When the idea of time blocking is brought to mind, one cannot help but think of time boxes that must be strictly followed. What if we instead used the idea of flexible time blocking? Well, you might raise your eyebrows, but hear me on this one.
Strict time blocking for busy seasons of life
In my busy seasons of life, I set strict schedules for myself. This included a clear time frame of how and when I do things. For example, I typically schedule recording podcasts on a Wednesday from 10 to 11 am. Before, I forced myself to act on these schedules I set. When it was 10 am, it was time to start recording podcast immediately. Don’t get me wrong, this self-discipline and diligence saved me in the hardest times of my life. However, there was always a limit after which I would feel burned out. I could not follow these strict schedules forever. I started to look for a way to be effective and efficient at the same time without feeling burned out. Thus I decided to have a different view of time blocking.
Flexible time blocking for normal seasons of life
I thought of having a different approach to time blocking — the same way scrum teams approach sprint capacity calculation, but I would do it every Friday for the coming week. With this in mind, I now plan my week on a Friday evening. Instead of doing it on a Monday, wherein I spend most of my morning thinking and planning what I need to do for the entire week, I give myself the luxury of planning on a Friday night. With this, I can spend my Monday mornings actually doing the demanding tasks or working on significant projects because I have the most energy, enthusiasm, and vigor on this day.
When I do my planning sessions on Friday, I look at my sprint goals, upcoming appointments and other urgent tasks that I want to get done. I start with the most important tasks and go down the list. I start plugging these tasks into my calendar. At the same time, I have clear boundaries for when my day starts and for when it ends. For example, I don’t like to schedule anything before breakfast. I only schedule home tasks for my evenings. And even those end at around 8 pm. I like to have few hours in the evening just for myself and do whatever I want to do during that time.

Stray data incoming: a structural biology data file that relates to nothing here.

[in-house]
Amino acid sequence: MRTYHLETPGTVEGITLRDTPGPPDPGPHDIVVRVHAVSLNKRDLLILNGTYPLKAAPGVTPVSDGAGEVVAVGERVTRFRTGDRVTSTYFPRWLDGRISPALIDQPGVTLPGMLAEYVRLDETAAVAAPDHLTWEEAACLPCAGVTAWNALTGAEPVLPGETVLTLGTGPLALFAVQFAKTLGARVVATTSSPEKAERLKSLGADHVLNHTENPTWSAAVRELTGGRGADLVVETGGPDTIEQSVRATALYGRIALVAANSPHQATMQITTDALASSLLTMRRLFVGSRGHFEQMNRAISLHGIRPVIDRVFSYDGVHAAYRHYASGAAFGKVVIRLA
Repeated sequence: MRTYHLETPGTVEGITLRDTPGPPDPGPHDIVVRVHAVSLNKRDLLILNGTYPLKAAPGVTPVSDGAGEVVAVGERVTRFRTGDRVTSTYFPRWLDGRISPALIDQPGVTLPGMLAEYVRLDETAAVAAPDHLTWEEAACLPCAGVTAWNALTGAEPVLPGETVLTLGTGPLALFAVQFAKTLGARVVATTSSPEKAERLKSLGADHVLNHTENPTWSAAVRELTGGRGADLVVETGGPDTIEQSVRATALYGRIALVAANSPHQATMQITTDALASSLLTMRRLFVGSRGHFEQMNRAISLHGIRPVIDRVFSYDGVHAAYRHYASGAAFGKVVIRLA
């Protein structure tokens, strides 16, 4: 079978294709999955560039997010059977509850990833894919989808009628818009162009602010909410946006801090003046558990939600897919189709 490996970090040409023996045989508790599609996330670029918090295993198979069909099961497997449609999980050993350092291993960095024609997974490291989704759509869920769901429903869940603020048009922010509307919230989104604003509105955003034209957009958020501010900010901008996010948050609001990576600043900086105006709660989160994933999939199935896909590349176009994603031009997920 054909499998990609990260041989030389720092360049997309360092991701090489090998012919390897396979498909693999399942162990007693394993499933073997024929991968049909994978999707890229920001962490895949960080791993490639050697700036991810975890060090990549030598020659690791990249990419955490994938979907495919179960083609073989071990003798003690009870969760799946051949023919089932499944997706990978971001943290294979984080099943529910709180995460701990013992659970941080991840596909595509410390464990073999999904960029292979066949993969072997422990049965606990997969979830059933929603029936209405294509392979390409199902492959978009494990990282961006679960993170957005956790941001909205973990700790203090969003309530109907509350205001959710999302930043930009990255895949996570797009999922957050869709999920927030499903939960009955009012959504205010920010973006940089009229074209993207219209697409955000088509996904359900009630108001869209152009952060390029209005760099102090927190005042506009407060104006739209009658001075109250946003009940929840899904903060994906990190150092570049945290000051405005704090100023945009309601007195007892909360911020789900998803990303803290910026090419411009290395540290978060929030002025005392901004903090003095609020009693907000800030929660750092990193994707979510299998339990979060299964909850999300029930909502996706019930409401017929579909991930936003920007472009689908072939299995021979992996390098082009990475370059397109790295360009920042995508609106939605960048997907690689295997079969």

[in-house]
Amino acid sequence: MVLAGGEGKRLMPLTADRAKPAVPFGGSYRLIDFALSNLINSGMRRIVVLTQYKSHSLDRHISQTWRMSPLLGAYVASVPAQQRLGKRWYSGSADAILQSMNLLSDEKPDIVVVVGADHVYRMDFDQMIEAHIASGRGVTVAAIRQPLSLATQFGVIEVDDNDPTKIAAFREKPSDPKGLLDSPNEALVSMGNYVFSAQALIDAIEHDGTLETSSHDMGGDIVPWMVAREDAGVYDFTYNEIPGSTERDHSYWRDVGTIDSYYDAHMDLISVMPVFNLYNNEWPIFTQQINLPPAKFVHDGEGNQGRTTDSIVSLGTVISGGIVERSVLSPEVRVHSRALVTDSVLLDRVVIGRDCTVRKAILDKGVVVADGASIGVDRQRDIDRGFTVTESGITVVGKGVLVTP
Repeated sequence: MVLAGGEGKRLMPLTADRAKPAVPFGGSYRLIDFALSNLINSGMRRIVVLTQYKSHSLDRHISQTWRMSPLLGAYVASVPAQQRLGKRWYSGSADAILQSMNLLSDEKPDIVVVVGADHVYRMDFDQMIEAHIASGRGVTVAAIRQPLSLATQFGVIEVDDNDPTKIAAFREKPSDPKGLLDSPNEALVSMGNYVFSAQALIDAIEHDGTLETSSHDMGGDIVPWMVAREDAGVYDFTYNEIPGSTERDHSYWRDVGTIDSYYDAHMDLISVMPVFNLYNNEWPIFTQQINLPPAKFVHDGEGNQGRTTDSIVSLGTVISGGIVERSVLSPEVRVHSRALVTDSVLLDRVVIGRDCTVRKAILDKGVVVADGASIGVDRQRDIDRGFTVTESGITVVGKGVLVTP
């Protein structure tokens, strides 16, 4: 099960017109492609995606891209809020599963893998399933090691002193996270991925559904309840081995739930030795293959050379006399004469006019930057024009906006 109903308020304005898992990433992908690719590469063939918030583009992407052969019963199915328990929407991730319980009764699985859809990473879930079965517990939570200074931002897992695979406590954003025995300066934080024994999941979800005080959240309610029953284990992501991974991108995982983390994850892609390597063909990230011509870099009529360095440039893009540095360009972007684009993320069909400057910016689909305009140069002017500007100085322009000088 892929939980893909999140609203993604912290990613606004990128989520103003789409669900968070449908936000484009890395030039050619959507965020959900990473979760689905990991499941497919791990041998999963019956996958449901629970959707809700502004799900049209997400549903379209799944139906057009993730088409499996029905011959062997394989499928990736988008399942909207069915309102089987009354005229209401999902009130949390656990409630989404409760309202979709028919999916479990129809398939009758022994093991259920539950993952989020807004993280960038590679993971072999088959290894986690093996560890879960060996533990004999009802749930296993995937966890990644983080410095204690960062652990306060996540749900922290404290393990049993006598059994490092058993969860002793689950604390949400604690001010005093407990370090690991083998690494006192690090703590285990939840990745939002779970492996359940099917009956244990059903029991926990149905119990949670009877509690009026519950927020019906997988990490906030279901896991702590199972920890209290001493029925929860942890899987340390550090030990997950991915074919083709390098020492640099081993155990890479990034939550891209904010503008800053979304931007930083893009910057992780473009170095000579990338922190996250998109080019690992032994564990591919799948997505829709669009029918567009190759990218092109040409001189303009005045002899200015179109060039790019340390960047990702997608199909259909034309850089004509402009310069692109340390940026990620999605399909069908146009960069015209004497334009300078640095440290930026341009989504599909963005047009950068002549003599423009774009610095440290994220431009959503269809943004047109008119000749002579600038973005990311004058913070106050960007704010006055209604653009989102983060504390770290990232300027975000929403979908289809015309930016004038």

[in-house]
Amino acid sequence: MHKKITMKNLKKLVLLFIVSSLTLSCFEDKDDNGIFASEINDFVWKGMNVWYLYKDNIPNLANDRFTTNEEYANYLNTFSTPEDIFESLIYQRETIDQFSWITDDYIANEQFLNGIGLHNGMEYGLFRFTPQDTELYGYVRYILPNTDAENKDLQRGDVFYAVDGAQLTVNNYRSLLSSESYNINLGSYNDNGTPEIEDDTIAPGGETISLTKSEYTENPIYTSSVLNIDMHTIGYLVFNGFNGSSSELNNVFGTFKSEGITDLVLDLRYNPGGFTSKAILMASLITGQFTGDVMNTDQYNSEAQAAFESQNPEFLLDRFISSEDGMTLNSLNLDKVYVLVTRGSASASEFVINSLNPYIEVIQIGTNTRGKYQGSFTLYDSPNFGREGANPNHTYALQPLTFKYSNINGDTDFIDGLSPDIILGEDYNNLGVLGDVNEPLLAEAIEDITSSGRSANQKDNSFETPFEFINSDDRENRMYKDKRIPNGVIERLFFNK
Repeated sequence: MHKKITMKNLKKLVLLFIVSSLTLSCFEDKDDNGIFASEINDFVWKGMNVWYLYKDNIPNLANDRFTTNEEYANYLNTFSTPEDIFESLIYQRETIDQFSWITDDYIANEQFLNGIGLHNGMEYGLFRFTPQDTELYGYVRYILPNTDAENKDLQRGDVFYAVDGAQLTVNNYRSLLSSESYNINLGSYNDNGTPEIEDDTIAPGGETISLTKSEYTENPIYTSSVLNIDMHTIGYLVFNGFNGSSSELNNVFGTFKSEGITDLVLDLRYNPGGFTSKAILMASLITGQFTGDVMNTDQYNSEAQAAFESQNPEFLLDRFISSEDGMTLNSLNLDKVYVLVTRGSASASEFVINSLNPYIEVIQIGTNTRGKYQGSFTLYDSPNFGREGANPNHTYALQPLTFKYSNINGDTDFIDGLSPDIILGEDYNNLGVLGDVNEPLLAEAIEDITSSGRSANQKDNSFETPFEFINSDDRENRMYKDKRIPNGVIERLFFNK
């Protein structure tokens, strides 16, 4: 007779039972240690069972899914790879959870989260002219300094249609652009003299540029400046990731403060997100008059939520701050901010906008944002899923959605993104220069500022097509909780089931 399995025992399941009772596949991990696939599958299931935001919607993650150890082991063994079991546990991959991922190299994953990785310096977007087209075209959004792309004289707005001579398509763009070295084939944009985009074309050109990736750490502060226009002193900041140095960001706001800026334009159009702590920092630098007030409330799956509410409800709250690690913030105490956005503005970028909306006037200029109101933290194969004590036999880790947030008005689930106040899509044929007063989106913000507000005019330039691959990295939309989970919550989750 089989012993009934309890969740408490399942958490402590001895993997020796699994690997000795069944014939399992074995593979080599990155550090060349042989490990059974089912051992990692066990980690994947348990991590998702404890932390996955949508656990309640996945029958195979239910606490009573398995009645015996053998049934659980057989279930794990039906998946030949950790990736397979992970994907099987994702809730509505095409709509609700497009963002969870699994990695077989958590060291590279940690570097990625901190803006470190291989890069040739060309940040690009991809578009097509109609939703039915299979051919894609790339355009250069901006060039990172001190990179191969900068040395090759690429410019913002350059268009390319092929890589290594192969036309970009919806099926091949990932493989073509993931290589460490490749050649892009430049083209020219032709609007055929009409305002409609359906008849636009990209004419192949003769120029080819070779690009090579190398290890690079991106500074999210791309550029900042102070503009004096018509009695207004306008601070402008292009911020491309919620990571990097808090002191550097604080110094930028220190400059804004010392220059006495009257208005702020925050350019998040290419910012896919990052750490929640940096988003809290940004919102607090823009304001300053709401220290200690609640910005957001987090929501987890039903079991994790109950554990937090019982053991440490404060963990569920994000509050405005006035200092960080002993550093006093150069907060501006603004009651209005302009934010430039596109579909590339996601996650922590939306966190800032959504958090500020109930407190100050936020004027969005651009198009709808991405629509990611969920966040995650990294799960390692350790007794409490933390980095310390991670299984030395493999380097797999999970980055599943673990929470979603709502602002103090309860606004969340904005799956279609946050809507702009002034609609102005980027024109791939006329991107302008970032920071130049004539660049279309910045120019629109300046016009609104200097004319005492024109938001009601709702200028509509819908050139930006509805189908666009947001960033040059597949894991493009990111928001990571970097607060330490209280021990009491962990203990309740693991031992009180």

Like the Sprint Capacity concept, time blocking serves as a boundary—a stop sign, if you will—for you to say, “Hey, I cannot do more stuff on that day.” When you use your calendar to plan your week, you are less likely to overcommit on your tasks. You will simply run out of time slots to book your tasks in.
Flexible time blocking produces realistic to-do list
With the new approach to time blocking, I would look at my daily calendar and see a manageble to-do list for the day. I already accounted for how much time they will take. When I do these tasks, in what order and how is irrelevant. I can switch the order. I can spend a little bit more on one tasks and little bit less on the other. I give myself full freedom to do these tasks any way I want. As long as they get done by the end of the day, it all that matters.
Somehow, it made it a lot less serious and gave me a little more freedom to decide what activity I wanted to do at any given point. I have a list of what needs to be done today, but it’s up to me when and how I do it. If I finish earlier, that’s amazing. It means more time for myself.
For a clearer picture, I can compare this method to grocery shopping. You have a list of the things you need to buy. However, you don’t strictly follow the order of things to put on your cart based on the list, right? It doesn’t matter what item you pick up first. As long as these items are on your grocery list and within your budget, you’re all fine. All this extra time trying to be more “time efficient” by minimizing the time spent between the grocery aisles usually adds additional stress and effort. As a result, you are complicating a simple activity.
Again, right now, I decided to look at my time blocking as more of a way to figure out a manageble and realistic to-do list for every day. Without it, I would have the tendency to fill my to-do list with more items than I can realistically achieve.
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